“Marshall, say reason for approach assignments.” Finally, one of the F-14 guys asked the question. I dreaded the response… “mother has experienced a recovery casualty…”
“Mother’s weather is less than 100 and one-quarter.”
Gulp. This was really bad. Two hundred foot ceiling and a half-mile visibility was the lowest authorized. Any lower and approaches became really difficult. It sounded to me like the carrier wanted everyone to come back to home plate, so that if the ship could find a patch of good weather the recovery could commence immediately. The radio came alive again.
“99, mode one approaches.”
To make things more interesting, the carrier was directing coupled ACLS approaches - the automated carrier landing system. A mode one ACLS is when the jet gets data-linked to the carrier’s precision approach radar and the airplane flies to touchdown on its own. If the carrier was directing this method the conditions must be really poor. I started to get concerned.
“Blade 204, flight of four, Marshall mother’s 150 radial, angels 11 through 14. Stand by for approach times and final bearing. Wingmen check in with side numbers and states when established.”
We descended slowly through 15,000 feet and my lead began to detach his wingmen. At 13,000 it was my turn. I broke away and leveled off, setting the airplane’s max endurance fuel flow. I sat in the holding pattern for about 45 minutes as the ship tried to find better weather. Occasionally I’d hear encouraging things like “mother’s weather is 200 and a quarter”, or “expect approach times in five minutes”.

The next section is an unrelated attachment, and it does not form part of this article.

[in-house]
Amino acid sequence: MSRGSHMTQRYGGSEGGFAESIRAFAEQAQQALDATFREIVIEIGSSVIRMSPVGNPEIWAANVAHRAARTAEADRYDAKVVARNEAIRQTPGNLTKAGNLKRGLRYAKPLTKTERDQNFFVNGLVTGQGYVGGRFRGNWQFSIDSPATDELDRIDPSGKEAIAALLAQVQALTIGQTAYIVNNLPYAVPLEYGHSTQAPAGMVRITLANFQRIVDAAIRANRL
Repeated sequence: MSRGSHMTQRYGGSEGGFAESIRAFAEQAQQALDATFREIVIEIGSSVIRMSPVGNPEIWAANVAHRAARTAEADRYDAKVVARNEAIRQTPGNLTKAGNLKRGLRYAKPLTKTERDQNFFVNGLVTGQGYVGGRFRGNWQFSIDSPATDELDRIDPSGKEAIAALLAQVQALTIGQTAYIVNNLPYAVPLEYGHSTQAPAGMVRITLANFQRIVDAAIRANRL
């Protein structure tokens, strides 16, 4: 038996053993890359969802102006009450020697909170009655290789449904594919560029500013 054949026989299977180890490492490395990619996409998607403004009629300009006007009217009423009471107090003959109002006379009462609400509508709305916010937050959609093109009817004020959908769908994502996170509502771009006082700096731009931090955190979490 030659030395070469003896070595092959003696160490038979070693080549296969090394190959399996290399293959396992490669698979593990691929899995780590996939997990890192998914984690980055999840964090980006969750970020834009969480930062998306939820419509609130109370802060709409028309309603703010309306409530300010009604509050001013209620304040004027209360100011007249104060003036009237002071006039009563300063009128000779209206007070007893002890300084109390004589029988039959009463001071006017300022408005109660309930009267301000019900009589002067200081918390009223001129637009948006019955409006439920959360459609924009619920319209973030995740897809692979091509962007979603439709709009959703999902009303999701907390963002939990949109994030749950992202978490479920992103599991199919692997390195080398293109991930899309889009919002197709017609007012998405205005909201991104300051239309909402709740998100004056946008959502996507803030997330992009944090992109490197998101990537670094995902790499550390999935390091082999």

The ship finally issued approach times after I’d been airborne for an hour. I was a little below my fuel ladder, but not dangerously so. My max trap weight worked out to like 6,500 pounds of fuel, so I’d have at least two attempts before I’d have to tank. I wasn’t feeling so hot about my ACLS, though. The system was reporting a degrade. It seemed like forever before the first airplane in the stack commenced his approach.
The weather was clear blue, but the ocean was concealed by a smooth sheet of white from horizon to horizon. It looked like the tops of the clouds reached to only a thousand feet or so, but according to the ship they reached almost to the water’s surface. I started to work my timing problem, to arrive at my approach fix on time, at 250 knots, and all without jockeying the throttle around too far from my best endurance power setting. I did a reasonable job. About a minute from my push time I realized I’d be a little late, so I pushed up the throttle and accelerated to 300 knots to make up some time. I wouldn’t be exactly on, probably about 10 seconds late, and there was no way the CATCC controllers could see the deviation on their radar scopes. Sure enough, I’d be ten seconds late. I made the radio call on time.
“202, commencing. 7.2” I was about 700 pounds above my max trap fuel weight. So far, so good. No need to dump gas. A few seconds later, not enough so anyone would notice, I arrived at the push point and started down. I brought my throttles to idle, thumbed out my speed brake, and descended at 250 knots towards the clouds and ocean hidden 13,000 feet below. At 5000 feet above the water I put my speedbrake in and slowed my rate of descent.